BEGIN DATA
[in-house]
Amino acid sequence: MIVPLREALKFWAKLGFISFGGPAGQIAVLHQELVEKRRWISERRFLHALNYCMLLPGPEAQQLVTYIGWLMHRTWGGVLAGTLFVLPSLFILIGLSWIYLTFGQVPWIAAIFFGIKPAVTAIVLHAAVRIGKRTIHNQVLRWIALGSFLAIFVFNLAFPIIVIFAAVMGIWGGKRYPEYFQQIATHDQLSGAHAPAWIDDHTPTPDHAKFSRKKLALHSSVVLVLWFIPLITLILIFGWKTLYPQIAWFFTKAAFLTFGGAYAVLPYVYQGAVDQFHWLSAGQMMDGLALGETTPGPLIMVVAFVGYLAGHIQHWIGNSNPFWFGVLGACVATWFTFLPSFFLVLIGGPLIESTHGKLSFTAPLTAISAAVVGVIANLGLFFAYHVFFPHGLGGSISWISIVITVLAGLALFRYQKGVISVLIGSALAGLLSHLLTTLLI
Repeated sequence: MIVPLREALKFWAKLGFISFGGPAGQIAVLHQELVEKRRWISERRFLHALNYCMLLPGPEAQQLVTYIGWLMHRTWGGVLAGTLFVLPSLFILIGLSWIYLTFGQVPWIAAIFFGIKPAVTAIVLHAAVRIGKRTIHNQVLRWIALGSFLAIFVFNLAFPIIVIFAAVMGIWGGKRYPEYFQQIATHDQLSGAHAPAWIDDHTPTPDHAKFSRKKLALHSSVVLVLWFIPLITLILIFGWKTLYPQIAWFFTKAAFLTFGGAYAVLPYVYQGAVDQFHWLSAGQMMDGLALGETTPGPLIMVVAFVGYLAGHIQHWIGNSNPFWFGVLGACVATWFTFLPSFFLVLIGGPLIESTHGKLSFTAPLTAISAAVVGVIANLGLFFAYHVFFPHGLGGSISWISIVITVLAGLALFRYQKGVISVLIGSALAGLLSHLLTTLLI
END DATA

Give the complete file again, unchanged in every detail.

[in-house]
Amino acid sequence: MIVPLREALKFWAKLGFISFGGPAGQIAVLHQELVEKRRWISERRFLHALNYCMLLPGPEAQQLVTYIGWLMHRTWGGVLAGTLFVLPSLFILIGLSWIYLTFGQVPWIAAIFFGIKPAVTAIVLHAAVRIGKRTIHNQVLRWIALGSFLAIFVFNLAFPIIVIFAAVMGIWGGKRYPEYFQQIATHDQLSGAHAPAWIDDHTPTPDHAKFSRKKLALHSSVVLVLWFIPLITLILIFGWKTLYPQIAWFFTKAAFLTFGGAYAVLPYVYQGAVDQFHWLSAGQMMDGLALGETTPGPLIMVVAFVGYLAGHIQHWIGNSNPFWFGVLGACVATWFTFLPSFFLVLIGGPLIESTHGKLSFTAPLTAISAAVVGVIANLGLFFAYHVFFPHGLGGSISWISIVITVLAGLALFRYQKGVISVLIGSALAGLLSHLLTTLLI
Repeated sequence: MIVPLREALKFWAKLGFISFGGPAGQIAVLHQELVEKRRWISERRFLHALNYCMLLPGPEAQQLVTYIGWLMHRTWGGVLAGTLFVLPSLFILIGLSWIYLTFGQVPWIAAIFFGIKPAVTAIVLHAAVRIGKRTIHNQVLRWIALGSFLAIFVFNLAFPIIVIFAAVMGIWGGKRYPEYFQQIATHDQLSGAHAPAWIDDHTPTPDHAKFSRKKLALHSSVVLVLWFIPLITLILIFGWKTLYPQIAWFFTKAAFLTFGGAYAVLPYVYQGAVDQFHWLSAGQMMDGLALGETTPGPLIMVVAFVGYLAGHIQHWIGNSNPFWFGVLGACVATWFTFLPSFFLVLIGGPLIESTHGKLSFTAPLTAISAAVVGVIANLGLFFAYHVFFPHGLGGSISWISIVITVLAGLALFRYQKGVISVLIGSALAGLLSHLLTTLLI